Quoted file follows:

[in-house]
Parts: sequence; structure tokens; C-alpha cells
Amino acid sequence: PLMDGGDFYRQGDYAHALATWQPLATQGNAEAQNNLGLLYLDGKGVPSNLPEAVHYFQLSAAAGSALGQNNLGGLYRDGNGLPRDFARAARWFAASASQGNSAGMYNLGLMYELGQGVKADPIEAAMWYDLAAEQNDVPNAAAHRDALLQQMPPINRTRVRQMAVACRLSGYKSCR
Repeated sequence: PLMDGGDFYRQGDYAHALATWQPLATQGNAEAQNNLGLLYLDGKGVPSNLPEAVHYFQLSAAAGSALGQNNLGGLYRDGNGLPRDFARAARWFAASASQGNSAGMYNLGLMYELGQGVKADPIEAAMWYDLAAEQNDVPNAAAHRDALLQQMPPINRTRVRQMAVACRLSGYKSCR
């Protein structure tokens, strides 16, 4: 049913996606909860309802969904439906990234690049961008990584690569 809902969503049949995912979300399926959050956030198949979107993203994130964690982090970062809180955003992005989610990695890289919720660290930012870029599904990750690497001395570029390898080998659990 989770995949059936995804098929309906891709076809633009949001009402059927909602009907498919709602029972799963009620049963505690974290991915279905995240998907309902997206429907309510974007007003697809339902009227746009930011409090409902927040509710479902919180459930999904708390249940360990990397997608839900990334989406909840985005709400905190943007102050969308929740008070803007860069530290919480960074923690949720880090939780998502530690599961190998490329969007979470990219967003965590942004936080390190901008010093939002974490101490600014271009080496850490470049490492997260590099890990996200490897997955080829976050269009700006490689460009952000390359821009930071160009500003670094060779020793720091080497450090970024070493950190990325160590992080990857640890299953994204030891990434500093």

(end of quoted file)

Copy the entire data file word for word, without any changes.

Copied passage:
[in-house]
Parts: sequence; structure tokens; C-alpha cells
Amino acid sequence: PLMDGGDFYRQGDYAHALATWQPLATQGNAEAQNNLGLLYLDGKGVPSNLPEAVHYFQLSAAAGSALGQNNLGGLYRDGNGLPRDFARAARWFAASASQGNSAGMYNLGLMYELGQGVKADPIEAAMWYDLAAEQNDVPNAAAHRDALLQQMPPINRTRVRQMAVACRLSGYKSCR
Repeated sequence: PLMDGGDFYRQGDYAHALATWQPLATQGNAEAQNNLGLLYLDGKGVPSNLPEAVHYFQLSAAAGSALGQNNLGGLYRDGNGLPRDFARAARWFAASASQGNSAGMYNLGLMYELGQGVKADPIEAAMWYDLAAEQNDVPNAAAHRDALLQQMPPINRTRVRQMAVACRLSGYKSCR
């Protein structure tokens, strides 16, 4: 049913996606909860309802969904439906990234690049961008990584690569 809902969503049949995912979300399926959050956030198949979107993203994130964690982090970062809180955003992005989610990695890289919720660290930012870029599904990750690497001395570029390898080998659990 989770995949059936995804098929309906891709076809633009949001009402059927909602009907498919709602029972799963009620049963505690974290991915279905995240998907309902997206429907309510974007007003697809339902009227746009930011409090409902927040509710479902919180459930999904708390249940360990990397997608839900990334989406909840985005709400905190943007102050969308929740008070803007860069530290919480960074923690949720880090939780998502530690599961190998490329969007979470990219967003965590942004936080390190901008010093939002974490101490600014271009080496850490470049490492997260590099890990996200490897997955080829976050269009700006490689460009952000390359821009930071160009500003670094060779020793720091080497450090970024070493950190990325160590992080990857640890299953994204030891990434500093």